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					Waste Management Plan for the Connaught Region



                                                   TABLE OF CONTENTS

ACKNOWLEDGEMENTS
PLAN SUMMARY
PART 1
1.  INTRODUCTION ............................................................................................................. 1
    1.1 Introduction ............................................................................................................ 1
        1.2      Regional Approach ................................................................................................. 1
        1.3      Overview of the Connaught Region ....................................................................... 2
        1.4      Waste Management Policy .................................................................................... 2
        1.5      Relevant EU and National Legislation ................................................................... 3
        1.6      Waste Management Planning ................................................................................ 3
        1.7      Connaught Waste Management Strategy .............................................................. 4
        1.8      Elected Member and Public Consultation/Involvement ......................................... 4
        1.9      Content of the Plan ................................................................................................ 5
        1.10 Sources of Data ..................................................................................................... 5
        1.11 Definitions .............................................................................................................. 5
2.      GENERAL DESCRIPTION OF THE AREA .................................................................... 6
        2.1 Introduction ............................................................................................................ 6
        2.2      Hydrology ............................................................................................................... 7
        2.3      Geology and Hydrogeology ................................................................................... 9
                 2.3.1 Geology ...................................................................................................... 9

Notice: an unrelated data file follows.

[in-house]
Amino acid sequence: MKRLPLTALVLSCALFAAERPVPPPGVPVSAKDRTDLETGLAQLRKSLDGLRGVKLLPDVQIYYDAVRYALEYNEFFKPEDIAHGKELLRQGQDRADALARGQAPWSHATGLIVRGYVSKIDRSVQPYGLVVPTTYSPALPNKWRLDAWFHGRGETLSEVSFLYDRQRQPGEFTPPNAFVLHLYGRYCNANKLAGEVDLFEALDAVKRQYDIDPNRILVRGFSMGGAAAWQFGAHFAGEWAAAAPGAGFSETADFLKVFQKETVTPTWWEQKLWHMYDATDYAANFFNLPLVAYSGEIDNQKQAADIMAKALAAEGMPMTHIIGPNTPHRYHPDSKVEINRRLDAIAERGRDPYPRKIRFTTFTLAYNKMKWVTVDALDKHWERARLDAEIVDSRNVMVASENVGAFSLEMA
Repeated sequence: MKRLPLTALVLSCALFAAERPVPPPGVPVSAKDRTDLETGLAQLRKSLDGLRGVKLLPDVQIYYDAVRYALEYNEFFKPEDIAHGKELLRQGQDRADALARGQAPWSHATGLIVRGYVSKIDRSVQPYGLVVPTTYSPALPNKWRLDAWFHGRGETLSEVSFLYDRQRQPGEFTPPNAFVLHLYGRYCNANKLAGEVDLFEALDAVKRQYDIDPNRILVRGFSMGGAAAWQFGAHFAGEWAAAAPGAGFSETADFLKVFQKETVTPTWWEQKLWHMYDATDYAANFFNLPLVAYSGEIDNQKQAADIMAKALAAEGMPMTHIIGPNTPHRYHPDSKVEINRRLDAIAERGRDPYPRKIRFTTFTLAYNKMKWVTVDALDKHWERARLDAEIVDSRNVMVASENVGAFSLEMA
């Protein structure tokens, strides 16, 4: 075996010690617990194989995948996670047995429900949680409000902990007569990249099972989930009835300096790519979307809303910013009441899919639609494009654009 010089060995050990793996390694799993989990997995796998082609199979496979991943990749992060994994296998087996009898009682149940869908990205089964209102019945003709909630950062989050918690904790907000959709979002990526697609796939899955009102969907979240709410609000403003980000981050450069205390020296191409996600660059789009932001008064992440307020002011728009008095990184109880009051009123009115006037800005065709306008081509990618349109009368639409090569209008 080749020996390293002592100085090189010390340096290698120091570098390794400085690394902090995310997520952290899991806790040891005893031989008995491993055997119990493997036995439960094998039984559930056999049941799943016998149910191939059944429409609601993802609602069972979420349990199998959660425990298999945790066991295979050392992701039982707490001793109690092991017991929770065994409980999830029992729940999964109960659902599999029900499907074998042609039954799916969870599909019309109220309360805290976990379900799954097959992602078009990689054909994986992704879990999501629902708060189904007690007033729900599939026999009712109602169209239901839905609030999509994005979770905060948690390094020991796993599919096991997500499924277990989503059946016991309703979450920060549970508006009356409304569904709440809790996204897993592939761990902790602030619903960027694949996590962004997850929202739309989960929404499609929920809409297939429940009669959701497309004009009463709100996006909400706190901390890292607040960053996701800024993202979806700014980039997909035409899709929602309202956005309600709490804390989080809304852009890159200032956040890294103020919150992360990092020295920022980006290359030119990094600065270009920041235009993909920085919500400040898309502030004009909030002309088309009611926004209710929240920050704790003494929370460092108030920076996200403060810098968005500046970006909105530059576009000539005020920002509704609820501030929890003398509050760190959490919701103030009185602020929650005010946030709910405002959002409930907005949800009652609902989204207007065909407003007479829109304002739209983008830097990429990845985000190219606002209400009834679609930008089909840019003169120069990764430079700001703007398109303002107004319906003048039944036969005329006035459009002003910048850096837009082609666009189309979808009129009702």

2.3.2 Hydrogeology............................................................................................ 10
        2.4      Population ............................................................................................................ 11
                 2.4.1 Rural Population ....................................................................................... 11
                 2.4.2 Urban Population ...................................................................................... 11
        2.5      Transport Infrastructure........................................................................................ 12
                 2.5.1 Road Network ........................................................................................... 12
                 2.5.2 Rail Network ............................................................................................. 14
                 2.5.3 Airport ....................................................................................................... 14
                 2.5.4 Ferry Network ........................................................................................... 15
        2.6      Commerce and Industry ....................................................................................... 15
                 2.6.1 Commerce ................................................................................................ 15